Who, exactly, was Steve Jobs? Walter Isaacson’s Steve Jobs has sparked an intriguing debate about the identity of the real Jobs. According to The New Yorker’s Malcolm Gladwell, Isaacson’s biography proved that Jobs was a “tweaker” – somebody who took other people’s ideas and perfected them. But Apple watchers like Daring Fireball’s John Gruber strongly disagreed, arguing that Jobs was anything but a tweaker and taking Isaacson to task for not telling us what Jobs “actually did” and who he was.
Who better to resolve this row than Isaacson himself, who came into our San Francisco TechCrunchTV studio yesterday to talk about his best-selling book and to answer his critics. No, Isaacson explained, Gladwell is wrong – Jobs wasn’t primarily a tweaker. But Gruber is wrong too, Isaacson added for good measure, in saying that Steve Jobs failed to explain who Steve Jobs really was. Steve was essentially “an artist”, Issaacson told me; that’s the key to unraveling Apple’s enigmatic icon.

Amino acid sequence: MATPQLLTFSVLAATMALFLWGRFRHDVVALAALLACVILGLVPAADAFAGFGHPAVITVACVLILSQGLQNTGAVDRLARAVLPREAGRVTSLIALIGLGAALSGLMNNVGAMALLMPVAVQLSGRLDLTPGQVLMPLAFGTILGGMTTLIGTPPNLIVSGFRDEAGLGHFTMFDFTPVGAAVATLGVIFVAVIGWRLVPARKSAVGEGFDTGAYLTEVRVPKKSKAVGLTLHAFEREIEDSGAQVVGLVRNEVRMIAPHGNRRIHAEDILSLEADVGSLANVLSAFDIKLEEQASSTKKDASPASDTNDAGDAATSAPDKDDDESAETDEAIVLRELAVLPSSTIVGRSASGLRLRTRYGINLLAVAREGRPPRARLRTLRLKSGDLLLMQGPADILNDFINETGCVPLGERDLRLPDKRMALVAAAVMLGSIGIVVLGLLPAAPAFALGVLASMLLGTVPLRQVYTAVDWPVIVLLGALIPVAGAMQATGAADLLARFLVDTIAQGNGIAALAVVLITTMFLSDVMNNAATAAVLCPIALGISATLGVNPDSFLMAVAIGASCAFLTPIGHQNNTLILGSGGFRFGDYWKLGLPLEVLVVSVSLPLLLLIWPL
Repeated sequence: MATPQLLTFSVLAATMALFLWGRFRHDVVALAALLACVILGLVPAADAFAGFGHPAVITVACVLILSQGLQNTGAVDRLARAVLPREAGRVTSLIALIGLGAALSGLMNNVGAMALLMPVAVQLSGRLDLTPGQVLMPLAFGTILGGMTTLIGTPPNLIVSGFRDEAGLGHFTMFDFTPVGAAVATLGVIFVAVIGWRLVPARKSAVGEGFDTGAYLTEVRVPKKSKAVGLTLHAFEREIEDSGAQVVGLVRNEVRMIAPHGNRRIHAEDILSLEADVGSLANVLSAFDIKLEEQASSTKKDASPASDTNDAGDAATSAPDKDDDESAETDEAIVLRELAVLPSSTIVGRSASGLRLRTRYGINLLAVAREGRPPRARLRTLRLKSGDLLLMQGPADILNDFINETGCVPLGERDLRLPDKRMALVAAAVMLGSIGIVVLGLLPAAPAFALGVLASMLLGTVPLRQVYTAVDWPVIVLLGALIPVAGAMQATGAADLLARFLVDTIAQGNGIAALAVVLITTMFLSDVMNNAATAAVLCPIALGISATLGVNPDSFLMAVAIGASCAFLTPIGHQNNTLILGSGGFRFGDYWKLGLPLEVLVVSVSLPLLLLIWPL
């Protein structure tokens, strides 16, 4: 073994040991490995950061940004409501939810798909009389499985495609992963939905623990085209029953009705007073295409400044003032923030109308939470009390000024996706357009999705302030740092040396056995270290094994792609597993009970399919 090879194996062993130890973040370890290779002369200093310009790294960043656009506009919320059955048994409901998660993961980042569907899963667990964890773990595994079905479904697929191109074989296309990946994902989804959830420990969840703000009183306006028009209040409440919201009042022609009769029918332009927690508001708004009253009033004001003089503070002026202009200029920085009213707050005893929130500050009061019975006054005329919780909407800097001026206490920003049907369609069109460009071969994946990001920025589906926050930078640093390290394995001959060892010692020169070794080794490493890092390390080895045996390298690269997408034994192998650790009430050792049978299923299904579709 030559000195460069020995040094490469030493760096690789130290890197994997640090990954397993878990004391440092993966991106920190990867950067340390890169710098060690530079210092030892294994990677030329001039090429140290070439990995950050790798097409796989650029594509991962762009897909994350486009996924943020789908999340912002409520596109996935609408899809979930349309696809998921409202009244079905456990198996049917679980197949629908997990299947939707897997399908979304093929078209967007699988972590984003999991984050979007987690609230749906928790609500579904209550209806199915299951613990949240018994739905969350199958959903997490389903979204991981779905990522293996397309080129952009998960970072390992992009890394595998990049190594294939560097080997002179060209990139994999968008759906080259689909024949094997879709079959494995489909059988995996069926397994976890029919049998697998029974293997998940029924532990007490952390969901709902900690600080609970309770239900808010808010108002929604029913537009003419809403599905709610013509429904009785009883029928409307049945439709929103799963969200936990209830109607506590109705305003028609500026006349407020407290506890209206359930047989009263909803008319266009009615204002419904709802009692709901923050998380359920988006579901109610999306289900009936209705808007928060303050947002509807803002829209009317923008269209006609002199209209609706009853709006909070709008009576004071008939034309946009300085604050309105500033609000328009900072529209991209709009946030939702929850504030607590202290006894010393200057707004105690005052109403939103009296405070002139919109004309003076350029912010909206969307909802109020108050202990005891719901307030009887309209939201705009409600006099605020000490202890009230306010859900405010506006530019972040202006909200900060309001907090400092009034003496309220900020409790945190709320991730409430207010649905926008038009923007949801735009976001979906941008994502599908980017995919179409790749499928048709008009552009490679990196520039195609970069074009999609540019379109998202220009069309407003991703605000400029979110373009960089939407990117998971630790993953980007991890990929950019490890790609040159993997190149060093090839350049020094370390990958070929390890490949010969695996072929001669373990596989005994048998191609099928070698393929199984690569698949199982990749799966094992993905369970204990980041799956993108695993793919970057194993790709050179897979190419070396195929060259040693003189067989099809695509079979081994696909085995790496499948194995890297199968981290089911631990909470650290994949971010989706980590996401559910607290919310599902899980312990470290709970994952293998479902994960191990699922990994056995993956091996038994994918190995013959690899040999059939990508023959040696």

This is the first piece of a four part interview with Isaacson. Tomorrow, Jobs’ biographer explains to me Steve Jobs’ historic influence on our culture.